Belief in the system, belief that they are good enough to play their style of football, and now finally, the belief that they can win the league. Claudio Ranieri's men seem to all fit in with the Leicester system, no singular super stars, all a cog in the wheel of a side on its path to making Premier League history. Never has a side below the top 4 won the league, and here is a side that barely survived relegation last season, was promoted to the league only two season before, threatening to make a Hollywood style miracle.
A squad assembled at 1/10th the price of current champions Chelsea, seems disparate to the style of today’s football. TV broadcasting rights and endorsements that bring in hundreds of millions to the clubs have polluted the game by rigging it in the favour of richer clubs, who almost invariably have rich sugardaddy owners. The meteoric rise of middling Manchester City to title contenders in a short span, with the backing of Abu Dhabi royal owners is a case in point. Leicester prove that there is another path. And as Juan Mata described earlier in the week, that Premier League and professional footballers live in a bubble with the 'obscene' amounts of money they earn, Leicester put the team first, before the player.
As Claudio Ranieri's side takes on the comically villainous Louis Van Gaal's Manchester United this weekend, the entire footballing world collectively holds its breath, to see if they can be crowded champions with 2 games to spare. Manchester United, once serial winners under the remarkable individual, Sir Alex Ferguson have shown how tenuous modern football can be with their immediate drop in form once Sir Alex retired. Should Leicester win against them, they would receive a guard of honour at their next game against Chelsea, a side that Ranieri once coached and was fired from by their Russian Billionaire owner Roman Abramovich for reasons that he would never lead a title winning side.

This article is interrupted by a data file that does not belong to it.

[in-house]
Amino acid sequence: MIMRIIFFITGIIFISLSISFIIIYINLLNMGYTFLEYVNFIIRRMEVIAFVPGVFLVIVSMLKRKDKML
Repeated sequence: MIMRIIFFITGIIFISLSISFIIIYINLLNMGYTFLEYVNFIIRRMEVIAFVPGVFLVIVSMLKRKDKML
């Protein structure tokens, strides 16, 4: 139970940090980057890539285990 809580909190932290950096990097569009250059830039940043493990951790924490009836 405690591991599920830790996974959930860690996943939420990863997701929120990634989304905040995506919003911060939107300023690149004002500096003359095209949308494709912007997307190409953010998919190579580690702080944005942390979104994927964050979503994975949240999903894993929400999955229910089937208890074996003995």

The story so far almost seems too perfect. With next season's uncertainties, rigours of playing Champions league football for the first time, and millions more expected to be spent by Pep Guardiola's Manchester City, Chelsea and the rest of the big Premier League sides, Leicester have one opportunity at glory. They may be unable to keep their current set of players, with other big sides looming in like sharks to sign them with fatter paychecks, this feat may never again be achieved in football. They would be the new yardstick in sporting underdog history, should they sieze this opportunity.
While second placed Tottenham, with their attractive attacking football and youthful side winning the league would be remarkable in its own way. Leicester City however, with all their reasons and luck framed only in the background, mostly forgotten, with the achievement of winning the title firmly in focus, find that for the sake of aspiring to higher ideals, for the sake of sport, that the footballing heart beats for them.